Pool Chemicals


Pool Chemicals

In order to keep pool water crystal clear, chemicals are added to kill bacteria and algae. Sodium Hypochlorite (also known as Chlorine or bleach) is the most common form of chlorine used in Swimming pools. It is in liquid form and normally comes in a white plastic container. Chlorine is an Oxidizing agent. An oxidizer pulls electrons from a bacteria’s cell wall, therefore damaging and killing the bacteria.

Household bleach is around 4% in strength and liquid chlorine used in pools is around 12%. Chlorine will lose its potency with time. The sun’s Ultra Violet (UV) light destroys chlorine in pool water, therefore Cyanuric acid (Conditioner) is added to protect the chlorine from UV light. Organic matter such as sweat, urine and feces render chlorine ineffective. When combined with organic matter, chlorine produces chloramine, which has an odor and irritates the eyes. Often chloramine is present in a public Jacuzzi.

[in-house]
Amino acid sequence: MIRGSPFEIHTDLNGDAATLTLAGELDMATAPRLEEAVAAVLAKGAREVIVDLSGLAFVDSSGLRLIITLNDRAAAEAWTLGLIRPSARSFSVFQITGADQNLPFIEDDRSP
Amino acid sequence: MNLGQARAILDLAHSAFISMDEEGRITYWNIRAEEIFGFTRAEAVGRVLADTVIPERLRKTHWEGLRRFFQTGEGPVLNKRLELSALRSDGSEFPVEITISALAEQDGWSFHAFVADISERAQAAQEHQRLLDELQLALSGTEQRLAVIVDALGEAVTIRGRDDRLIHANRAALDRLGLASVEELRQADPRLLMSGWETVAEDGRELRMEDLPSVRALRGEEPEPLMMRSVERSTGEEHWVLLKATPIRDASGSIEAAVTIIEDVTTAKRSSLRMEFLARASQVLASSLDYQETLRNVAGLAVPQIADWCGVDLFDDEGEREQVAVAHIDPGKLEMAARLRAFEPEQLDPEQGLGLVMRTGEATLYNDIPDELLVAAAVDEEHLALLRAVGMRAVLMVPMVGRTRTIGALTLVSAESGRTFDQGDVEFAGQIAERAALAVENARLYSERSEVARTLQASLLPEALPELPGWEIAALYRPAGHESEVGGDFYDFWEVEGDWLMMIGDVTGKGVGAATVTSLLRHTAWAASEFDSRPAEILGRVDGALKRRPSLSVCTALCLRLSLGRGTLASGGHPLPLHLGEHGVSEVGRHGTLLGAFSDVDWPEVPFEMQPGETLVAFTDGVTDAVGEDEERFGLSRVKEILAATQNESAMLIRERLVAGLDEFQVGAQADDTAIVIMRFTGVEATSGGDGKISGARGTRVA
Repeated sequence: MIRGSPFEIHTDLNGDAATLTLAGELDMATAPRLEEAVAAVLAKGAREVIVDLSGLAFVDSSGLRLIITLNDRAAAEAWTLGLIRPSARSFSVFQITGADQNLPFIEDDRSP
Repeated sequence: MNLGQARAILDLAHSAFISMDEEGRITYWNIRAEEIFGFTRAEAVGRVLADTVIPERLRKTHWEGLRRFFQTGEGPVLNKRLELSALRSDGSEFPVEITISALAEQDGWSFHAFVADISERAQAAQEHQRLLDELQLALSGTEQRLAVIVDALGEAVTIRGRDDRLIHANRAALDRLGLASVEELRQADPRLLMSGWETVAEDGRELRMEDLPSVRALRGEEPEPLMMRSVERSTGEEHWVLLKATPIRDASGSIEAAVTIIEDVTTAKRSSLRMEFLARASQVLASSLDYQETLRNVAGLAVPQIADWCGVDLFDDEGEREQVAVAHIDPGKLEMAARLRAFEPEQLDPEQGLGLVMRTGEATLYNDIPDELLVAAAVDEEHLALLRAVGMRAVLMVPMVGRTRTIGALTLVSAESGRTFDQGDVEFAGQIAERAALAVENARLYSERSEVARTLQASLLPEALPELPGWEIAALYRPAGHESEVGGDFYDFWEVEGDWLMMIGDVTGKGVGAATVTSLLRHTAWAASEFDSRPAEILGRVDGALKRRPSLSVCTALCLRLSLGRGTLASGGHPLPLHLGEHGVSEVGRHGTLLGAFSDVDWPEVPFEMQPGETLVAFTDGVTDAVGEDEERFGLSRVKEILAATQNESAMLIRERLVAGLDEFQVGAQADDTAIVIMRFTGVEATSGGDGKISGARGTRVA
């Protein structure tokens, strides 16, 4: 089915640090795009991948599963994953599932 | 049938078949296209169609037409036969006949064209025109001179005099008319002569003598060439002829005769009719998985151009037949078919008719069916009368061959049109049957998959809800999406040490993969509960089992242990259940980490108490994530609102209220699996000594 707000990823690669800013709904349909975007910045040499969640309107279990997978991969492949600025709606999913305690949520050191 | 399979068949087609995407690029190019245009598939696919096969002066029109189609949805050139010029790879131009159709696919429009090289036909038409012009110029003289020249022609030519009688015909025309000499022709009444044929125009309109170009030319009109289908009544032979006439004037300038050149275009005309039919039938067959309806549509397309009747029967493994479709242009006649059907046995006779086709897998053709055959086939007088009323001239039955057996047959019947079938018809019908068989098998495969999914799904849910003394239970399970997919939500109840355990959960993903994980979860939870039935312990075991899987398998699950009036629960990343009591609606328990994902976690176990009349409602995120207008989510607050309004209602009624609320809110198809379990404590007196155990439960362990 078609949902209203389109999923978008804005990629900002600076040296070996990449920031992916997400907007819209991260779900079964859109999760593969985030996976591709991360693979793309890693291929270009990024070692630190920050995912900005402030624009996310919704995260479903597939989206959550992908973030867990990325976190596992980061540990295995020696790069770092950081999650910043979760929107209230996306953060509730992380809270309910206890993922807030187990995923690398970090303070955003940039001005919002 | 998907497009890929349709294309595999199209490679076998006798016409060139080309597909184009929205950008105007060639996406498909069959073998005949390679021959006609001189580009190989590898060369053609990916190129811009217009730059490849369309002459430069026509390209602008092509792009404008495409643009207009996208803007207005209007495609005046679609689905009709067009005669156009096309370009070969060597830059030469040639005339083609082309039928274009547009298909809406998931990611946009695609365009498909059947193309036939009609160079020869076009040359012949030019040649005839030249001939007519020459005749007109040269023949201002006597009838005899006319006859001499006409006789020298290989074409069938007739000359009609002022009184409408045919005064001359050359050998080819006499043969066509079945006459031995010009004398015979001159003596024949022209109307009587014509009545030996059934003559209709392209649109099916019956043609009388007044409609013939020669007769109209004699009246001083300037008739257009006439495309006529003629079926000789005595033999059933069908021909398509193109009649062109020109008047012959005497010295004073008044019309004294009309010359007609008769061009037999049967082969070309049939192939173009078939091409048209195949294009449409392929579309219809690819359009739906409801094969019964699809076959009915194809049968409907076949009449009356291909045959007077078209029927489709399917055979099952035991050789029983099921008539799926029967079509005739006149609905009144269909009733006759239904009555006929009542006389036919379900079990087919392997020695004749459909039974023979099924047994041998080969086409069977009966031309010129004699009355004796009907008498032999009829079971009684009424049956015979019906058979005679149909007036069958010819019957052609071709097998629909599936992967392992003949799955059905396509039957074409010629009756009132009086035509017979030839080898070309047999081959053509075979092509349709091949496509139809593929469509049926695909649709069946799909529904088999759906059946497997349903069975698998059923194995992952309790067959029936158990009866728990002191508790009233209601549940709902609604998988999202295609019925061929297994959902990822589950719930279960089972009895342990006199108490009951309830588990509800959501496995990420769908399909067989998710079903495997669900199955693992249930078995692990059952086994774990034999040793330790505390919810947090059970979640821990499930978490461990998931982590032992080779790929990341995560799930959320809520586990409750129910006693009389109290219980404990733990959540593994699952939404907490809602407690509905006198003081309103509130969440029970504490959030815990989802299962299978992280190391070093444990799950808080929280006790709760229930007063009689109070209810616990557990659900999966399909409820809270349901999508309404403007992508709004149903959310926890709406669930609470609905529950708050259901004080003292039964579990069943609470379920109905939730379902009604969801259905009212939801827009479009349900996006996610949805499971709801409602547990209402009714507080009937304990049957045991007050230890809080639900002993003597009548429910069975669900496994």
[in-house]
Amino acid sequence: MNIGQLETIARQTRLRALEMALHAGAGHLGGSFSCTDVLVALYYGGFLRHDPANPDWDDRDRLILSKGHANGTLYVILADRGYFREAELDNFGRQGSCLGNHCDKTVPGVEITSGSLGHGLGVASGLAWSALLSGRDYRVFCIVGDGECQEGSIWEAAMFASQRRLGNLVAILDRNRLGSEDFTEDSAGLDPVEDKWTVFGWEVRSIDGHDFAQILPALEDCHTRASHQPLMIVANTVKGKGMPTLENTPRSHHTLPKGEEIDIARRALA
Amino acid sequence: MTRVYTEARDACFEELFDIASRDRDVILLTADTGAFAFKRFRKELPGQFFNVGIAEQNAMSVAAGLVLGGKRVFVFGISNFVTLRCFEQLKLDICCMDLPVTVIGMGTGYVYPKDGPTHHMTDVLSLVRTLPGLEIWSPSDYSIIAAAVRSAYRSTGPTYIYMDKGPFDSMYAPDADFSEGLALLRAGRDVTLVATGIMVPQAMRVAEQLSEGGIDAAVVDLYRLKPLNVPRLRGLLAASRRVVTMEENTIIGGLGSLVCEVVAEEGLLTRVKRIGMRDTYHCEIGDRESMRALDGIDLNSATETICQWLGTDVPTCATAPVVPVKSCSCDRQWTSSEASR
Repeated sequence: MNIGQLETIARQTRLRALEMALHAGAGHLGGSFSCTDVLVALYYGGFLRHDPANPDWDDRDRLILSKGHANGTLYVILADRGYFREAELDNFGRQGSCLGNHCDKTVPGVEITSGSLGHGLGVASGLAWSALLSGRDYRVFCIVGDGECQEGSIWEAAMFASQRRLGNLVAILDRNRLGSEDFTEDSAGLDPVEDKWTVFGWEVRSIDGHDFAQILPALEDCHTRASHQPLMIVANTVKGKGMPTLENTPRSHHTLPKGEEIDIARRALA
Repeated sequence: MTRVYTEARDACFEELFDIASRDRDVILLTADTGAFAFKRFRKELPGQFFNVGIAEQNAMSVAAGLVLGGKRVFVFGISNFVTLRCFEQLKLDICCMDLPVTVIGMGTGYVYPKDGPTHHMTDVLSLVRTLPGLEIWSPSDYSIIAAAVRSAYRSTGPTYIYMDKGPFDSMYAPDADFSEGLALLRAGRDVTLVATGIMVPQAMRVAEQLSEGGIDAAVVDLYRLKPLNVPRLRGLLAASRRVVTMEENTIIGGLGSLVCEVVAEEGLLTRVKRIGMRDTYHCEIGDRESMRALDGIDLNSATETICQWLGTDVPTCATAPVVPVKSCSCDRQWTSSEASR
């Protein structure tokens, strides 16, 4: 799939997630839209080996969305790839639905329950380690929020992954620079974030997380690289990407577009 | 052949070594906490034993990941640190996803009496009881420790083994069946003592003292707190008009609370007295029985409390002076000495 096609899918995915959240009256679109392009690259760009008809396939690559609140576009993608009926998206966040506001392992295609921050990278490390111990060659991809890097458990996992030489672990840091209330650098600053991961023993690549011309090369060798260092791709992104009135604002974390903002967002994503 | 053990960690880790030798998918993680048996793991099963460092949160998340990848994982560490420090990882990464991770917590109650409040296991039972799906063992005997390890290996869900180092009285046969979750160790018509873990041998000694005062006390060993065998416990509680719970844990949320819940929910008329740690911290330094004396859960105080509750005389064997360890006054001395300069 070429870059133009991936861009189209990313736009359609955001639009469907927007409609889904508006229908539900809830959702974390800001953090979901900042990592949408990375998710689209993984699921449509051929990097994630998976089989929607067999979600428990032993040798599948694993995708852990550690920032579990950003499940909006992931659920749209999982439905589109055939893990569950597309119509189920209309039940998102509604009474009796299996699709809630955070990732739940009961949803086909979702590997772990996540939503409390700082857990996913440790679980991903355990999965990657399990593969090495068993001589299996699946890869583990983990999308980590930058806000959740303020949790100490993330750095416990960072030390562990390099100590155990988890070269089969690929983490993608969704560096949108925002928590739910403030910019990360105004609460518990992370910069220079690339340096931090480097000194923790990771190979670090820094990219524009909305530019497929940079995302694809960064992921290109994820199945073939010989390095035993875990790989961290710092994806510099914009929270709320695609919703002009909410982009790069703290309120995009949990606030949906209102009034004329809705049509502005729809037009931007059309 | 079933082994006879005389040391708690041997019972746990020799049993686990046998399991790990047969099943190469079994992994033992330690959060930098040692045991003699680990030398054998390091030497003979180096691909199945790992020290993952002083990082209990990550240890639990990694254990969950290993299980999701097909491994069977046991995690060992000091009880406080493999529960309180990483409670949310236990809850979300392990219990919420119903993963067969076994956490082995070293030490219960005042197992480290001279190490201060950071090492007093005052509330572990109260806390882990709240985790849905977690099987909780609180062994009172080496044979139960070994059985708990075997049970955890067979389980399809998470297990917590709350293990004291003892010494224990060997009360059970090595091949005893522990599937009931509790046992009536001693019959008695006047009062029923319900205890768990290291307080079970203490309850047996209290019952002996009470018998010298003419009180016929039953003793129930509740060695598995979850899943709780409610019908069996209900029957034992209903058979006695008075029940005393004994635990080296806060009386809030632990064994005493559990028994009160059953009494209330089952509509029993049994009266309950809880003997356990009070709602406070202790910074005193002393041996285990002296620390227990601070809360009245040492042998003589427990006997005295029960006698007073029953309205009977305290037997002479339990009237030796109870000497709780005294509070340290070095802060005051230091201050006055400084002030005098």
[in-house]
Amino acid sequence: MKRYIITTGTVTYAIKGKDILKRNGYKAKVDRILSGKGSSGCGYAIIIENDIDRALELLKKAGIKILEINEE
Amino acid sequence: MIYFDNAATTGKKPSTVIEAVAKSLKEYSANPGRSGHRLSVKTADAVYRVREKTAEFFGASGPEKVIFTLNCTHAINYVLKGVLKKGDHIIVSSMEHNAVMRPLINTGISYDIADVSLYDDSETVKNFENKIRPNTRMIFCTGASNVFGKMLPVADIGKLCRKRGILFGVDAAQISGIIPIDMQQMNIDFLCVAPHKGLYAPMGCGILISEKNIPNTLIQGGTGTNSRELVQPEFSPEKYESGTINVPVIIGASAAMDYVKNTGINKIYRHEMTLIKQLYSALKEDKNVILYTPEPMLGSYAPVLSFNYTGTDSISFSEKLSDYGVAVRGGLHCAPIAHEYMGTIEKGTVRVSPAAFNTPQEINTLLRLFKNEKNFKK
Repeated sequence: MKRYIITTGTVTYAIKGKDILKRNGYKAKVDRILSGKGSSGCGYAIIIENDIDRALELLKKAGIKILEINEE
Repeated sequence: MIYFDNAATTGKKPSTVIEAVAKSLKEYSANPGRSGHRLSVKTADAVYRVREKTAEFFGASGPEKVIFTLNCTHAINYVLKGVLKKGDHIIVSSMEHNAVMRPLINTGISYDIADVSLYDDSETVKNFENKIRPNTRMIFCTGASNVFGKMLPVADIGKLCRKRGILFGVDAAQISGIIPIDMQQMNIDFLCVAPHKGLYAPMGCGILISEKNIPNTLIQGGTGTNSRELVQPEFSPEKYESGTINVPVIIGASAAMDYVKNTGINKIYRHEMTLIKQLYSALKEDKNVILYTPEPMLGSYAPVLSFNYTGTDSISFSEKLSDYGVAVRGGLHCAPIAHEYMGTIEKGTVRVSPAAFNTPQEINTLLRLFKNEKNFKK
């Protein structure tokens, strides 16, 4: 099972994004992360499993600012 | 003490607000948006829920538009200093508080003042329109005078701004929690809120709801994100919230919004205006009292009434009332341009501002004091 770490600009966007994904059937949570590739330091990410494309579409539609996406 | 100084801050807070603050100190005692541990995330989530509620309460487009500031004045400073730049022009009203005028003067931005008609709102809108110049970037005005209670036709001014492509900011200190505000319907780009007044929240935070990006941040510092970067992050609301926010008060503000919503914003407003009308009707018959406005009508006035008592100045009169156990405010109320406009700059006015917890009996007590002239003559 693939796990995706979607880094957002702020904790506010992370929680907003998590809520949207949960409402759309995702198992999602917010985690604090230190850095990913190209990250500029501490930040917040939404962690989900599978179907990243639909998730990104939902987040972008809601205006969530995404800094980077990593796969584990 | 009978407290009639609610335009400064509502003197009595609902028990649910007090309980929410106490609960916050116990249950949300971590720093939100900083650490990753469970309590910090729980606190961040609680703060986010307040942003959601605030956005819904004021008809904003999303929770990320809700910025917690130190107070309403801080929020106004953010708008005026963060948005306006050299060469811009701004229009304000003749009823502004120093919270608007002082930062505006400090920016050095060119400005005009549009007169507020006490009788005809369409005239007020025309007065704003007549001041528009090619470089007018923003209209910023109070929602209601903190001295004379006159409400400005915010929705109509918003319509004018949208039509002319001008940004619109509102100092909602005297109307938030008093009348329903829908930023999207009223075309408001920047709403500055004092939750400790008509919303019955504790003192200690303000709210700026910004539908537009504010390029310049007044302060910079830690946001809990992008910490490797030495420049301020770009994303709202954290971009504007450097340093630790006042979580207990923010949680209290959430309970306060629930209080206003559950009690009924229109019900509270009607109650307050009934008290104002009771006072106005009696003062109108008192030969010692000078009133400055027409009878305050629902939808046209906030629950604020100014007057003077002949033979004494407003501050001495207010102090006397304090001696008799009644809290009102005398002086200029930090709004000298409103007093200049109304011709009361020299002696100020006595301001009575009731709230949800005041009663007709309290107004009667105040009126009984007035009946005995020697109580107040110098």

There are other forms of chlorine, which come in a powder form, Calcium hypochlorite (Cal hypo), Trichloro-S-triazinetrione AKA Sodium Trichlor and Sodium dichloro-S- triazinetrione AKA Sodium dichlor.

Sodium Trichlor comes in 1 inch and 3 inch tablet form, which can be placed in floating dispensers or inline tablet feeders, which are mounted on the pool plumbing. Sodium Trichlor has a low PH, which means it is acidic. Do not place chlorine tables in the Skimmer, because it can damage pool heaters, and plumbing, if your pool is plumbed in copper pipes.

Muratic or Hydrochloric acid is added to the pool to lower pH of the water, because Sodium Hypochlorite has a high pH, which means it is basic. Chlorine is more effective when pH of the water is 7.4-7.6

Pool water with a pH lower than 7 becomes acidic and can damage copper pipes and heaters.